Assuring US allies

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Article Highlights

  • What U.S. allies fear most is choosing between following a declining America or accommodating a rising China.

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  • U.S. alliances worry that smile diplomacy has turned to hectoring and sometimes threats.

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  • Question for #GOP candidates: do you believe that America is a Pacific power?

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This post is part of an ongoing series preparing for the AEI/CNN/Heritage National Security & Foreign Policy GOP presidential debate on November 22.
"[Our allies] have watched the past decade or so as Washington has failed to respond to most Chinese provocations or breaches of public conduct in Asia’s commons." --Michael Auslin
Regular visitors to Asia constantly hear from our allies and friends that they are worried equally about China’s rise and America’s decline. Like us, all of them are dependent on China for trade, raw and finished materials, and increasingly for financial assistance. Yet it is China’s more assertive attitude, as it has grown stronger, that worries them. They see a more capable navy and air force, and a regular Chinese presence in the region’s waters. They worry that China has little or no interest, from their perspective, in settling the various territorial disputes they have. They worry that smile diplomacy has turned to hectoring and sometimes threats.

At the same time, they see an America that seems fundamentally unserious about putting its fiscal house in order. They read that our military will be cut by hundreds of billions of dollars. They have watched the past decade or so as Washington has failed to respond to most Chinese provocations or breaches of public conduct in Asia’s commons. What they fear most is having to make a choice between following a declining America or accommodating a rising China.

What will be your policy to arrest America’s perceived decline in the region? How will you assure allies that our security guarantees remain credible? What balance of U.S. forces in the region do you believe we need and how much is sufficient? In short, do you believe that America is a Pacific power, and if so, how will you maintain our presence in the world’s most dynamic region?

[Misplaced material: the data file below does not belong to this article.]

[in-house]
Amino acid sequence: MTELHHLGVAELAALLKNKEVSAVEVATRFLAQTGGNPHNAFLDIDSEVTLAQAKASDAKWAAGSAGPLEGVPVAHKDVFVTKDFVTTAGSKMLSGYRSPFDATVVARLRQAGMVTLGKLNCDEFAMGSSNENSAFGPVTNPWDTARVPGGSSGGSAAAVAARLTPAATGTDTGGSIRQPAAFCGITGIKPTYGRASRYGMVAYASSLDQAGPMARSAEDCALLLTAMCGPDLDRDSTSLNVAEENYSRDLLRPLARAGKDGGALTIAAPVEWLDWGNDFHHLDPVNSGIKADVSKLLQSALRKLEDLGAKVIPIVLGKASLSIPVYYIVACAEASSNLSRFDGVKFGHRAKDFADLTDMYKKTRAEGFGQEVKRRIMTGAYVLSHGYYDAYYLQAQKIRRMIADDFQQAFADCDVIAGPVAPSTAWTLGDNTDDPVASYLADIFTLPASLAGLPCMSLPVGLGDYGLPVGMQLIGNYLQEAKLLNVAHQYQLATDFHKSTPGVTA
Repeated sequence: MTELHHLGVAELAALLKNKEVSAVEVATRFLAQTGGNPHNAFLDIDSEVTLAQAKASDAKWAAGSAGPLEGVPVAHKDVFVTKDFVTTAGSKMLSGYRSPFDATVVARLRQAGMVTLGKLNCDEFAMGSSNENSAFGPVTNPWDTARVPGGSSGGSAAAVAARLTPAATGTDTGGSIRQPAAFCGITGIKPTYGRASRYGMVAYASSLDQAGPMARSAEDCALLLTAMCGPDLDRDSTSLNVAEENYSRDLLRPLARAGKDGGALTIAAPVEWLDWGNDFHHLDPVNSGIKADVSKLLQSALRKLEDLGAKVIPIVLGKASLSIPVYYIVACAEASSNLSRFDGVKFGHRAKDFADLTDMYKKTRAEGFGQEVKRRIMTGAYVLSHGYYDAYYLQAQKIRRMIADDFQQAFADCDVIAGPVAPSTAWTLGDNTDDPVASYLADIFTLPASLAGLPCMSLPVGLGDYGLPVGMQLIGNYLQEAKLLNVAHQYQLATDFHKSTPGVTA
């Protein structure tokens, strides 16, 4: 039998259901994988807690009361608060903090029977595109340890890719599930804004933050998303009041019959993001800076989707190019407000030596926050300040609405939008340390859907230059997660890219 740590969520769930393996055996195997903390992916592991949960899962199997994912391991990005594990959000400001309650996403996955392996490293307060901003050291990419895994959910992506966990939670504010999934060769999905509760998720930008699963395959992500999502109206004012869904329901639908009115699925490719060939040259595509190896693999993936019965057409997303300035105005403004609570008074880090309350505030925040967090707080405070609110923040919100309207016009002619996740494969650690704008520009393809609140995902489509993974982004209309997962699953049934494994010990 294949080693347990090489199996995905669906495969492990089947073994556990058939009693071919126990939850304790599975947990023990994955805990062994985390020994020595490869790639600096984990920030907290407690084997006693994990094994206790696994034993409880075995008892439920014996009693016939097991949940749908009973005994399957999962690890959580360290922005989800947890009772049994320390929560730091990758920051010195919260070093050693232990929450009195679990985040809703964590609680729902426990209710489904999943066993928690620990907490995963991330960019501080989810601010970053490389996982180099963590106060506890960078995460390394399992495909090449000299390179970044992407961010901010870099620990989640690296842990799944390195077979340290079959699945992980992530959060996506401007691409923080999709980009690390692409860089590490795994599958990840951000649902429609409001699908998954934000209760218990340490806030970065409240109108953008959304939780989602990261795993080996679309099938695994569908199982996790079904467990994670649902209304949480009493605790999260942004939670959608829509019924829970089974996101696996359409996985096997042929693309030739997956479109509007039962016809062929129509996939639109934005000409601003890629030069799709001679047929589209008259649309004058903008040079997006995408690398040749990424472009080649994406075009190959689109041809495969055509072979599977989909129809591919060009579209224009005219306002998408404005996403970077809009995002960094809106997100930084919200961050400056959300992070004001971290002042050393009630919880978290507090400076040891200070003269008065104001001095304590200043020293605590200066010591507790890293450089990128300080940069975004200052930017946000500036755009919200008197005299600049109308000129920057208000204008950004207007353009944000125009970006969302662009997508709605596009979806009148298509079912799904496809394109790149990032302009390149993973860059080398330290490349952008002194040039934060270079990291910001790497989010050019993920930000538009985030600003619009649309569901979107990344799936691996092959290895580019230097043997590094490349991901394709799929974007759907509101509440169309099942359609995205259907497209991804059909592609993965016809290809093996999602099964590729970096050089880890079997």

Michael Auslin is a resident scholar at AEI.

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About the Author

 

Michael
Auslin
  • Michael Auslin is a resident scholar and the director of Japan Studies at the American Enterprise Institute (AEI), where he studies Asian regional security and political issues.


    Before joining AEI, he was an associate professor of history at Yale University. A prolific writer, Auslin is a biweekly columnist for The Wall Street Journal Asia, which is distributed globally on wsj.com. His longer writings include the book “Pacific Cosmopolitans: A Cultural History of U.S.-Japan Relations” (Harvard University Press, 2011) and the study “Security in the Indo-Pacific Commons: Toward a Regional Strategy” (AEI Press, 2010). He was named a Young Global Leader by the World Economic Forum, a Marshall Memorial Fellow by the German Marshall Fund, and a Fulbright and Japan Foundation Scholar.


    Auslin has a Ph.D. from the University of Illinois at Urbana-Champaign, an M.A. from Indiana University at Bloomington, and a B.S.F.S. from Georgetown University.


    Follow Michael Auslin on Twitter.

  • Phone: 202-862-5848
    Email: michael.auslin@aei.org
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